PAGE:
What is materialism?

I often encounter the argument that “materialism” is false because abstract concepts such as those mathematics exist.

By my understanding, philosophical materialism does not preclude the existence of such abstractions, nor does it entail the position that they are material. Am I wrong about this?


Good question. Not precluding and not entailing seems self-contradictory. I see them as immaterial and don’t see how they can be ‘material’. Calling them a material ‘process’, as in computing, begs the question.

@vjtorley, @jongarvey, @Philosurfer, others?

Yes, excellent question.

I often hear people saying that materialism is false. But nobody ever explains what would be the difference between a world where materialism is true and a world where materialism is false. I’m inclined to doubt that there is any such difference.

Another thing that bothers me – the people who attack materialism seem to be more materialist than I am.


I think we have, except non-Christians can’t experience it: God’s providence and love as evidenced in providence. So no, you won’t be aware of any difference and cannot believe there is any.

Paging @structureoftruth and @Philosurfer.

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And @dga471, too.

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One for the real philosophers. But I would say that the existence of mathematics as part of nature is problematic, because it presupposes universals (such as, most obviously, number), which have no reason to exist under materialism.

The best solution I can think of to that is to place mathematics within the human mind only, the universals being abstractions made by people.

But that in itself raises the regress problem of how a materialistic human mind could conceive such universals de novo anyway. But it also creates issues about the apparent universals of patterns within nature, which looks to follow regular immaterial mathematical laws apart from human cognition.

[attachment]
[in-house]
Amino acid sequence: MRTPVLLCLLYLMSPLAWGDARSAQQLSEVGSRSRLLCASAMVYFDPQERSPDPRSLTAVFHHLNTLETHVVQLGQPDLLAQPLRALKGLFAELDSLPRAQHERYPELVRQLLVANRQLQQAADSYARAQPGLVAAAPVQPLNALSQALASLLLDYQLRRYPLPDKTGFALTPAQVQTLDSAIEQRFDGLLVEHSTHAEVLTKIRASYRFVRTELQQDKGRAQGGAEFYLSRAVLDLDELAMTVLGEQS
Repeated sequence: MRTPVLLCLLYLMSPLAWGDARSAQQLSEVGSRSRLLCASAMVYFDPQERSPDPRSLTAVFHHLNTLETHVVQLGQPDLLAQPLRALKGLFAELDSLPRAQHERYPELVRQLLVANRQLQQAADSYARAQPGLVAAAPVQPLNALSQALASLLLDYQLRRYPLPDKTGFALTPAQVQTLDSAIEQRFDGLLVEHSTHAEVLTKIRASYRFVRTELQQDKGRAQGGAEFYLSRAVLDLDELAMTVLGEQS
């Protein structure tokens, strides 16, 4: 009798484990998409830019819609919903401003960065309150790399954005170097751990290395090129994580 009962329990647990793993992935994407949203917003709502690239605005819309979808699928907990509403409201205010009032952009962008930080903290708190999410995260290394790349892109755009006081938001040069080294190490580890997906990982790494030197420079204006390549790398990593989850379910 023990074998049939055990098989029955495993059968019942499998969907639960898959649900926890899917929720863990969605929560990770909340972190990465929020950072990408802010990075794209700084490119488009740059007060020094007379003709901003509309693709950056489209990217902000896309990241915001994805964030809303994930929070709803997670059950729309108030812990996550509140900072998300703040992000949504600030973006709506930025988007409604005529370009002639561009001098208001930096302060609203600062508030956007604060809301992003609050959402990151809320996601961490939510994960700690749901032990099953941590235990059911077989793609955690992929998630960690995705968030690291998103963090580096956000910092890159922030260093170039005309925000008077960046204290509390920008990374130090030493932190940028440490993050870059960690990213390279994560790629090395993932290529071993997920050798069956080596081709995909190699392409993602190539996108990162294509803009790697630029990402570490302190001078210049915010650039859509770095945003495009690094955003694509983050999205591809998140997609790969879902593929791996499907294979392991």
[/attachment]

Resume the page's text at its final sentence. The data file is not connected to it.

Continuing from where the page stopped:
How does the material universe “know” that 2 + 2 of anything in it must equal 4 (an immaterial rule)? I’m not sure how one could go beyond “that’s just the way it is,” which of course could be an equally good answer to any similar question: “Why are there immaterial minds not reducible to matter?” “Well, that’s just the way it is.” Sure, but materialism with ghosts ceases to be materialism.


I don’t consider mathematics to be part of nature, except in the sense that humans are part of nature.

I prefer to describe mathematics in terms of human behavior (particularly the behavior of mathematicians) rather than in term of material things. And that probably makes me a behavioralist rather than a materialist.

But behavior is an abstract idea, so we are still left with the materialism or not question.

This is total nonsense. Please tell me in detail what a non-Christian can’t experience that a Christian can experience. Sound like a lot of Christian BS.

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Mathematics is a system of axiomatic premises and logical processes that we find useful. Why we find it useful is an interesting question. I don’t see how invoking the immaterial solves it.

It’s not so abstract. Our whole existence is a matter of behavior (actions).

But providence is an abstract idea, so we are left with the materialism or not question (quoting from @DaleCutler, a few posts above).

A post was split to a new topic: Christian Materialism

…although not any more than behavior, once you’ve seen it in action.

Sets of circumstances as probable as getting all heads on 10,000 coin flips, and infused with personal meaning. You’ve see some of the documentation, but are just in denial that they are anything more than mere coincidence. But how can you not.

Behaviors are not abstract, but the idea of behavior is. Does a piece of metal care that it exhibits ductile or malleable behavior?

If you flip a coin 10,000 times, whatever results you get is exactly as probable as getting them all to land heads.

Think about that,

In the real world, if you get 10,000 heads, you recognize that something else is going on. Think about that, yourself. :slightly_smiling_face:

The question really is, why does it exist? Is there a material reason?